A young, low-level manager for a freight-forwarding firm becomes the victim of a scheming subordinate and begins to imagine that the police are after him. He sets off to make a new life for himself with no talent, few abilities, very little money, and lots of heart.
“Disarmingly simple, despite its hairpin twists and buried secrets: Spencer manages to convey the real wonder of discovering life for the first time.” – Kirkus Reviews, March 2003
“The lucid style and unpretentious simplicity of David Spencer’s novel is reminiscent of the great Russians, Checkhov especially.” – Madison Smartt Bell, author of All Souls’ Rising
“David Spencer’s How I Became a Fisherman Named Pete has such a clarity and energy and richness of character and prose that the story has an importance and presence in my mind long after I finished the book. It’s an old-fashioned narrative in the very best sense – amazing for a first novel, any novel – with an authenticity and authority of voice which lifts off the page.” – Susan Richards Shreve, author of Plum and Jaggers
Literary fiction, 6×9 hardcover, 285 pages
A writer goes on a pilgrimage against his will and is guided by a has-been Elvis impersonator who has no interest in being his guide. The writer merely wishes to get back to California and the woman he loves, but is instead stranded in rural Tennessee with his guide and an alcoholic tow-truck driver who sells life insurance and brews his own beer.
The little stories in this book jump all over the place, yet it’s most accessible, and the impossible quest in it is… well, was ever a quest more heroic than our hero’s when, treed by a polar bear, he seeks his lost love by following a man in a wetsuit down a frozen river? This isn’t a book for the whole family, but it is a book in the family way: the author is writing to impress a woman named Abigail who slipped the chain. She’s the reason his tongue is hanging out, but he aggressively nuzzles the Queen of Television all the same…without stooping.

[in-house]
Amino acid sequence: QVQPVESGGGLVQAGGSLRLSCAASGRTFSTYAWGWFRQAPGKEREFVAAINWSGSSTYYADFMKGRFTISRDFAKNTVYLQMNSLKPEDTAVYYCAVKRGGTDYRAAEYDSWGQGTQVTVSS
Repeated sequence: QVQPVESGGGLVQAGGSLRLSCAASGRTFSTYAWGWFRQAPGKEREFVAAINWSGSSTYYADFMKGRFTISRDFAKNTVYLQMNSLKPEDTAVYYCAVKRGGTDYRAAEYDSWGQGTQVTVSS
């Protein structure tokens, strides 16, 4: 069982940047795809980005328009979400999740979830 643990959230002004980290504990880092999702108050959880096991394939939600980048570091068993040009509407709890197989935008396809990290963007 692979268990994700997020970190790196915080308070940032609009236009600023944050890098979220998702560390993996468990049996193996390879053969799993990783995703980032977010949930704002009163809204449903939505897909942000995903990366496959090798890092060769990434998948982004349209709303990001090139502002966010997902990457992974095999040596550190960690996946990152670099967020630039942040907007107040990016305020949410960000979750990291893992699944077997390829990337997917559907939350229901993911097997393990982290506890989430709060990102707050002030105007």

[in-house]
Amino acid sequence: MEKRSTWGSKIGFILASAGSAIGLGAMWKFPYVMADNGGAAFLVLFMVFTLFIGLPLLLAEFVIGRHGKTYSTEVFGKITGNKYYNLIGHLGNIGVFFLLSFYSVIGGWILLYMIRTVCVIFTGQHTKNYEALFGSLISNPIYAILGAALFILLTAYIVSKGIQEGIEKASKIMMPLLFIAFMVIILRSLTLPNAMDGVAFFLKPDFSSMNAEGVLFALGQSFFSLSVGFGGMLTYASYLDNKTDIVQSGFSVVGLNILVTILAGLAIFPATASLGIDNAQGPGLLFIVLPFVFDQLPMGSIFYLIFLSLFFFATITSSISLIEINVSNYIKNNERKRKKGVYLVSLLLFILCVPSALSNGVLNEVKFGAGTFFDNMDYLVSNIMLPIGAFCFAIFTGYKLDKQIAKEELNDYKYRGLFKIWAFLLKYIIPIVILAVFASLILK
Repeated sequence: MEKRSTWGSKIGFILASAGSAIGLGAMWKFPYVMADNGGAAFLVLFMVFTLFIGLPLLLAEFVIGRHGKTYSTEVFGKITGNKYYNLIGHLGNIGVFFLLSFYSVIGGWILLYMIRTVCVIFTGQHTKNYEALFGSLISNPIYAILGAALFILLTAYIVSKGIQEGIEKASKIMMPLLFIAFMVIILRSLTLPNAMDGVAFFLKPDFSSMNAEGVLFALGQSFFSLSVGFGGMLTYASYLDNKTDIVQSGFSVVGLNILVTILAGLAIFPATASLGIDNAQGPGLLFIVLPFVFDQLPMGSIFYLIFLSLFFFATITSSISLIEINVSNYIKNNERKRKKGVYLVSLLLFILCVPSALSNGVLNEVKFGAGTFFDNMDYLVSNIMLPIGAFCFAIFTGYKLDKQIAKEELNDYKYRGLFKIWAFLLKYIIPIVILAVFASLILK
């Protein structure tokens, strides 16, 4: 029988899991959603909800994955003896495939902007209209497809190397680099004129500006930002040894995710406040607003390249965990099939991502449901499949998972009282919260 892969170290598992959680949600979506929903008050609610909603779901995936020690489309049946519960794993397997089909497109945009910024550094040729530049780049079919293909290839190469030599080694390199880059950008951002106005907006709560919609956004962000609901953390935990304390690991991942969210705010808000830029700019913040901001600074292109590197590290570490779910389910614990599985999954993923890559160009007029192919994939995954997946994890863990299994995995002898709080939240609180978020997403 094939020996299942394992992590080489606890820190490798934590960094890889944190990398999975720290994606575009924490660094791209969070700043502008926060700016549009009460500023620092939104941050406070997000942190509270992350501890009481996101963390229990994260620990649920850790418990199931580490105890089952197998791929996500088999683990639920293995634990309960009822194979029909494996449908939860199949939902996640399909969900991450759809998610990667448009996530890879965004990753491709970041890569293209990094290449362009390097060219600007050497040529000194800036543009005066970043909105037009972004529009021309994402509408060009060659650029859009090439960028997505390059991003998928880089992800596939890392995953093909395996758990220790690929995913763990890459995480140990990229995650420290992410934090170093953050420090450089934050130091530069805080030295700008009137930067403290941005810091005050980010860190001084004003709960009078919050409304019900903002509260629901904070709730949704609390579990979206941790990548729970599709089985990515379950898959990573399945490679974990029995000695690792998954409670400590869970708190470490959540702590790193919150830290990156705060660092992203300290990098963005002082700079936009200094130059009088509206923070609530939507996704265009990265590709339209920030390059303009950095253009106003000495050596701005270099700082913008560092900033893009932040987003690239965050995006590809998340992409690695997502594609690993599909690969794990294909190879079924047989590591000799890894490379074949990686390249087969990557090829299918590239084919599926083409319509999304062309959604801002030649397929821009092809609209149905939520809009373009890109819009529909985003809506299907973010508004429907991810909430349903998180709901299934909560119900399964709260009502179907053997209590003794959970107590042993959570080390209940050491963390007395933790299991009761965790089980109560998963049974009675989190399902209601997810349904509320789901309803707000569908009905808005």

The author is also obsessed with Tristram Shandy (in a very nice way) which accounts for his book’s all-black page and its several all-white ones. His publisher, too, is breaking all the rules with this book, because in novel-writing, as in love, there has to be a first time. Black-and-white adventure!
280 pages, 6×9 hardcover
“…charismatically witty. A work intended by God for the comfort of mankind.” – Kirkus Reviews
“With Fairy Tale, Walt Foreman has picked up where Dante thought he left off, outdone Laurence Sterne in ingenious absurdism, discovered vulgarities that never occurred to Rabelais, and harried the progress of John Bunyan’s Pilgrim all the way into the twenty-first century. Half genius, half madman, Foreman climbs the ladder of this novel to the pantheon of lovelorn literati—in four centuries no writer has pled a more passionate case to his beloved. Hilarious, ridiculous, and heartbreaking by turns, the extravaganza of Fairy Tale is something no reader can resist or forget.” – Madison Smartt Bell, author of All Soul’s Rising
“Fairy Tale is brilliant because of its eccentricities and overindulgences. Part novel, part every other form it’s the most passionate account of a man writing about rejected love that I’ve read in many years. At times I wanted to say “Enough, already, Foreman; let the gal go. Nobody is worth such pain and grievance and embarrassment, except perhaps to act as the muse for you to produce a novel as beautiful and original and good as this one.” Walt Foreman succeeds where myriads of writers have failed, to go on and on with his obsession till the reader’s totally exhausted by it but is thankful he read the work because of the powerful experience accrued from it.” – Stephen Dixon, author of I
Walt Foreman has been writing every day for the past eleven years leading up to publication: fifteen feature screenplays, ten short screenplays, six teleplays, a full-length play, three novellas, Fairy Tale, and two hundred or so short stories. He’s an English professor at three Los Angeles area colleges. He holds an M.A. in Creative Writing from Johns Hopkins and an M.F.A. in Screen and Television Writing from U.S.C.
This novel tackles a subject dear to the heart of the masses and the merchandisers who cater to them: obesity; how we are shaped by our shape, and what happens when we try to reshape our too-too solid flesh in some ideal image.
What happens is not what you think; this is, after all, a book by Julie Edelson. Rigorous in its thematic development, spinning the children’s stories that reflect a heritage that has us all stewing in the same juices or melting in the same pot, Edelson bobs and weaves, nips and tucks all over the place, until her two main characters—especially Tru, the fat friend—have changed forever our thinking about what we seem, what we are, and what we ought to be. Within the confines of a caring, supportive friendship, questions about appearance and identity loom large, and their answers, at the end of the journey, are a shock to the system.